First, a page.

The explanation given for the Chinese currency by the Karmapa’s office is plausible: this cash came as donations from followers from Tibet or China, for whom the offering of donations to a lama is an expression of their devotion. The quantities involved should not surprise us either, not just because the Karmapa has tens of thousands of followers, but because the economy in Tibet and China has changed drastically. In the 1980s, Tibet was far poorer than India and donations flowed exile lamas and Tibetans in India into Tibet for the reconstruction of monasteries there. Today, this balance has changed. The Tibetan region has been benefited in some ways from China’s economic growth and today, the people in Tibet enjoy a much higher standard of living than their counterparts in India, and have disposable wealth to send to lamas and to relatives living in India. They can rarely donate to lamas or build monasteries inside Tibet because of heavy restrictions on religion there, and so see India as an alternative base for their temples and monasteries. Both China and India look to these ties with suspicion. The lamas in India are caught in the middle, accused by both sides as agents of the other.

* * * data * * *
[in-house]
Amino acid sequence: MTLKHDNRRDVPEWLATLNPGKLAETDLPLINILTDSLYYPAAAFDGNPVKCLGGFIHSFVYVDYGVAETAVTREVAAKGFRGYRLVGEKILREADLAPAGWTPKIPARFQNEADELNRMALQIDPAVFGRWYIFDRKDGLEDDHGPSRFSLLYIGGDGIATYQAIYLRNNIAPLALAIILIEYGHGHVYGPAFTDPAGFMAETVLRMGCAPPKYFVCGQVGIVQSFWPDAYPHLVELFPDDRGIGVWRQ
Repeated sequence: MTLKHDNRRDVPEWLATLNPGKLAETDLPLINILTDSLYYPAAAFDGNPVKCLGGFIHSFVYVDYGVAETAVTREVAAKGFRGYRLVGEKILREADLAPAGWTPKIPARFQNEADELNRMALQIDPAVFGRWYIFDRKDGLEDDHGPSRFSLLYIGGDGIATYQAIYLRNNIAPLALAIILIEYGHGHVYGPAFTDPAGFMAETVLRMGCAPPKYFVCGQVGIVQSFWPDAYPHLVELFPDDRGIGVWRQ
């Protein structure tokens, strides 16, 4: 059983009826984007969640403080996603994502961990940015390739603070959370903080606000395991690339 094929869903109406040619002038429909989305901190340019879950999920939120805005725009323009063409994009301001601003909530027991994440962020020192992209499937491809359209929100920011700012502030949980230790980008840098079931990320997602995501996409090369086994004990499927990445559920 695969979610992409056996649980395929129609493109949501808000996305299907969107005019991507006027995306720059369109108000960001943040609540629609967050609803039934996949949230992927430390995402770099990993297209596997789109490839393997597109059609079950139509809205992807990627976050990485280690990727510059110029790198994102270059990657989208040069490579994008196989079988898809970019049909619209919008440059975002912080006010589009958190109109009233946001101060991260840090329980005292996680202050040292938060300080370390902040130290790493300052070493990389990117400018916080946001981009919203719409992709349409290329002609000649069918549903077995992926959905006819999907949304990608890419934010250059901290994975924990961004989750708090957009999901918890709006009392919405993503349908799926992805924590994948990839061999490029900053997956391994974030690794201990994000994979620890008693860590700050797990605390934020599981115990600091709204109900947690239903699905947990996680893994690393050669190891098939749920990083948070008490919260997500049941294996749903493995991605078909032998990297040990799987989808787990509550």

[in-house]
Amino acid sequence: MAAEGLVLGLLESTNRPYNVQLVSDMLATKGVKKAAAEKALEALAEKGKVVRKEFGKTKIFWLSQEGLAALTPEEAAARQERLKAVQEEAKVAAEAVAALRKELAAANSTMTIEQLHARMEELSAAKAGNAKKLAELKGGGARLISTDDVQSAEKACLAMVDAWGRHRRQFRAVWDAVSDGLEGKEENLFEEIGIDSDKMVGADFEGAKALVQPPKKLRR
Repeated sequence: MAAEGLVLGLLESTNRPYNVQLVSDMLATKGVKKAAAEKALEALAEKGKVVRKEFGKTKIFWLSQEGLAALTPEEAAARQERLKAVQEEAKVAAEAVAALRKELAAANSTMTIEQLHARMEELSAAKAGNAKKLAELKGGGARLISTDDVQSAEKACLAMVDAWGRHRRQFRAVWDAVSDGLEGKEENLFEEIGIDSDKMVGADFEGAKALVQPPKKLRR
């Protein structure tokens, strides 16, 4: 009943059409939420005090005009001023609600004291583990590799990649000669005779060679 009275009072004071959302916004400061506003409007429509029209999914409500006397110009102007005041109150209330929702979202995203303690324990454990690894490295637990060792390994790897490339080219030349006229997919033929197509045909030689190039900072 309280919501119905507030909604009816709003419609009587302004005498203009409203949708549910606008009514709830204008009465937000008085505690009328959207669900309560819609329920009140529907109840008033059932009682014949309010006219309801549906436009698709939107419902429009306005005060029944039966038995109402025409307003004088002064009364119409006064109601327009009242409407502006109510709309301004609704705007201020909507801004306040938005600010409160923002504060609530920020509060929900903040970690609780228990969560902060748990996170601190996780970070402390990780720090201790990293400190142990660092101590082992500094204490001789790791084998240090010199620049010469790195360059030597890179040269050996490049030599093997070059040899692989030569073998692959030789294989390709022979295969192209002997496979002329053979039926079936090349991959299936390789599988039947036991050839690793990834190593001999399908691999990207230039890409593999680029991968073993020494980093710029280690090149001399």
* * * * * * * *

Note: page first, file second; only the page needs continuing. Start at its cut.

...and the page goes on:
The economic question is one that worries Indian strategists, for the Indian side of the border remains poor and neglected relative to the rapid economic and infrastructural development on the other side of the Himalayas. But rather than seeing the flow of money as an index of espionage, Indian leaders increasingly recognise that disparity in economic development on either side of the border poses a great danger to India. That is why last year vast sums were allocated by New Delhi for development of roads and other facilities in Arunachal Pradesh and other northern border areas. For India's security, cash donations to lamas in India are insignificant compared to India’s all-important task of speeding up infrastructural development and growth in the border regions.